History of Montreal Bridges on the Trans-Canada
Île aux Tourtes Bridge (Pont de I'lle-aux-Tourtes)
The first road link to Montreal was via the 1925 Galipeault Bridge and Taschereau Bridge, across the Ottawa River. In 1966, the 2 km long Île aux Tourtes Bridge was built to carry 6 lanes of Autoroute 40 over the Lake of Two Mountains. This bridge is the main link between Montreal and the province of Ontario, and connects Vaudreuil, on the western tip of the Island of Montreal, to Senneville and Vaudreuil-Dorion.
Charles de Gaulle Bridge
The Charles de Gaulle Bridge is a bridge that links the eastern tip of the island of Montreal, Quebec over the Rivière des Prairies to the Lanaudière region near the city of Charlemagne. The bridge is named after President of the Republic of France Charles de Gaulle who inspired the sovereignty movement in Quebec during the 1960s with his "Vive le Québec libre" speech in Montreal in 1967 the same year the bridge was built.
With three lanes of traffic in each direction, its the fastest link from the north shore to downtown Montreal, the road is often very congested during rush hours. The bridge is also used by Autoroute 40 for the fastest travel link between Montreal and the cities of Trois-Rivières and Quebec City, both located on the north shore of the Saint Lawrence River.
Louis Hippolyte Lafontaine Bridge-Tunnel (Pont-Tunnel Louis-Hippolyte-La Fontaine)
This tunnel & Bridge is used to carry the north-south Autoroute 25 across the St Lawrence. To avoid having to build a huge bridge over the St Lawrence main shipping channel, and the approach ramps, which would have used significant Montreal real estate, the engineers opted to build a 1,391 m (4,563.6 ft) long tunnel under the Saint Lawrence River. Named for the respected Lower Canada political reformer Louis-Hippolyte Lafontaine. The tunnel surfaces on Île Charron (Îles de Boucherville at entrance/exit #1 of Autoroute 25), then continues by bridge to Longueuil.
The construction was done by digging a 5 m (15 ft) deep trench into the river bed and burying tunnel sections. The pre-stressed concrete tunnel sections weigh 32,000 tonnes, are 110 metres (360 ft) long, 37 metres (121 ft) wide and 8 metres (26 ft) high. Construction began in 1963 and was completed in March 1967, just before the opening of Expo 67. Construction cost $75 million.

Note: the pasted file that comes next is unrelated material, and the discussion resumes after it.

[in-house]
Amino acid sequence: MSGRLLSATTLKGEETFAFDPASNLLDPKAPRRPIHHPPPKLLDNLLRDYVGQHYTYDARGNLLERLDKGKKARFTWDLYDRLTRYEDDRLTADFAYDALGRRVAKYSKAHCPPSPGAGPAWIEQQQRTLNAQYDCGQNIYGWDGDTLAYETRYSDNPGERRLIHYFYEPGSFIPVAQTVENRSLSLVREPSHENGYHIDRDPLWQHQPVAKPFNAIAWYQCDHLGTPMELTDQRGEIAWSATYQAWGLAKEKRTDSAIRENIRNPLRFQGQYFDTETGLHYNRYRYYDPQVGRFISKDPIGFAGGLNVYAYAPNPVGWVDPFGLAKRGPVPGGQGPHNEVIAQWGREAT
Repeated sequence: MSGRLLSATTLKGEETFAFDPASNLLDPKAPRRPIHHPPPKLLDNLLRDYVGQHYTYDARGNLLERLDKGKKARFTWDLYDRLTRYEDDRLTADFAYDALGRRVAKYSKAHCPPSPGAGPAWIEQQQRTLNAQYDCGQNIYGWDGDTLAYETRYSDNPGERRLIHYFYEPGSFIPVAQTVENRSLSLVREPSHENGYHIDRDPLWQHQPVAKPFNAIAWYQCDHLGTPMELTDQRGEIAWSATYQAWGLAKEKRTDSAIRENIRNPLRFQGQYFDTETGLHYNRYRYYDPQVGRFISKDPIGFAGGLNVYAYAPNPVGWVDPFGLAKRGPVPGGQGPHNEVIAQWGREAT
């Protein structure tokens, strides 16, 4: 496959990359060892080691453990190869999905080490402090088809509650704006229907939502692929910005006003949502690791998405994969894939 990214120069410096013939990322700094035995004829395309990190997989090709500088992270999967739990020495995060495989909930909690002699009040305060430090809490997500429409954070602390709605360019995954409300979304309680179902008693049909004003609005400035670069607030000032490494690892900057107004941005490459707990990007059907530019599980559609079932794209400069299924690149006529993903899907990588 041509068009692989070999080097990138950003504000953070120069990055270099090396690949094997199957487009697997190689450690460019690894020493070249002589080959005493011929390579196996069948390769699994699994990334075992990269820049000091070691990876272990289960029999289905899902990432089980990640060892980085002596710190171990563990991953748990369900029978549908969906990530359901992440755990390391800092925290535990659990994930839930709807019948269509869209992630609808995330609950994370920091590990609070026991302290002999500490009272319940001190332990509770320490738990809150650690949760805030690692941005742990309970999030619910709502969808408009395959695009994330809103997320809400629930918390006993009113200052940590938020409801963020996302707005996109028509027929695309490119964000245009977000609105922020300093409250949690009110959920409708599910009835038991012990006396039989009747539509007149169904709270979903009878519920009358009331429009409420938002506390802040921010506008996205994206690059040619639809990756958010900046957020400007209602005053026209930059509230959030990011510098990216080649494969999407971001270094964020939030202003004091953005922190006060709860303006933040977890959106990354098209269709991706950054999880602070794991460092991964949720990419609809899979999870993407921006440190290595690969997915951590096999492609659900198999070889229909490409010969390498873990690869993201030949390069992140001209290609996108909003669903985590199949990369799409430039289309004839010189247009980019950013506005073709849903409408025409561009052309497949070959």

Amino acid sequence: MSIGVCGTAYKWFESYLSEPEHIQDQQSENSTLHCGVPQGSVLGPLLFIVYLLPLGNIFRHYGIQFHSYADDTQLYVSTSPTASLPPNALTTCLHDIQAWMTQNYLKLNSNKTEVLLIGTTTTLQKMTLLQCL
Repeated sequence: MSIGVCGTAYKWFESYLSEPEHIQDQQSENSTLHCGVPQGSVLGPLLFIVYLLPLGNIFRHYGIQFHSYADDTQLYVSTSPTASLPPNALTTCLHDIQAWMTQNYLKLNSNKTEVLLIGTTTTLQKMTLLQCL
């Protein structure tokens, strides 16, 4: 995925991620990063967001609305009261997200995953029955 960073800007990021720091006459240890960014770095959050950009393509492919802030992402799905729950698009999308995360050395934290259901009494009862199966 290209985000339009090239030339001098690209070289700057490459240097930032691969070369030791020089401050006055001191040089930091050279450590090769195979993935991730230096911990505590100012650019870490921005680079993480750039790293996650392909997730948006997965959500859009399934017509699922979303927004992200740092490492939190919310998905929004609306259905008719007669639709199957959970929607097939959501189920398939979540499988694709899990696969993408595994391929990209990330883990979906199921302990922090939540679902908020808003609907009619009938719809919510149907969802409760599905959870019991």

The Louis-Hippolyte Lafontaine Bridge-Tunnel (Pont-Tunnel Louis-Hippolyte-La Fontaine) is a Canadian highway bridge-tunnel running over and beneath the Saint Lawrence River. It connects the Island of Montreal with the south shore of the river at Longueuil, Quebec. The tunnel handles about 120,000 vehicles per day.
The Champlain Bridge (Pont Champlain) crosses the Saint Lawrence River and Saint Lawrence Seaway, and connects the Montreal boroughs of Verdun and Le Sud-Ouest to Brossard on the South Shore. The bridge varies traffic for Autoroutes10, 15, and 20. The bridge (including approaches at each end) is approximately 6 km (3.7 mi) long and the center main cantilevered span is 215 m (705 ft). The bridge carries six lanes of vehicle traffic; three in each direction, and handles about 135,000 vehicles a day
The Champlain Bridge project construction took five years, from 1957 to 1962. When the project began, it was designated as the "Nuns' Island Bridge" because it crosses over Nuns' Island. In 1958, it was officially named the Champlain Bridge in honour of the explorer Samuel de Champlain, who founded Quebec City in 1608.
In October 2011, the federal government announced construction of a replacement bridge, in a plan that would take about 10 years. In 2016 construction began and will include a two-lane public transit corridor for either buses or light rail, a six lane corridor for vehicles, and a multi-use corridor for cyclists and pedestrians. Components of the 4 billion dollar project.
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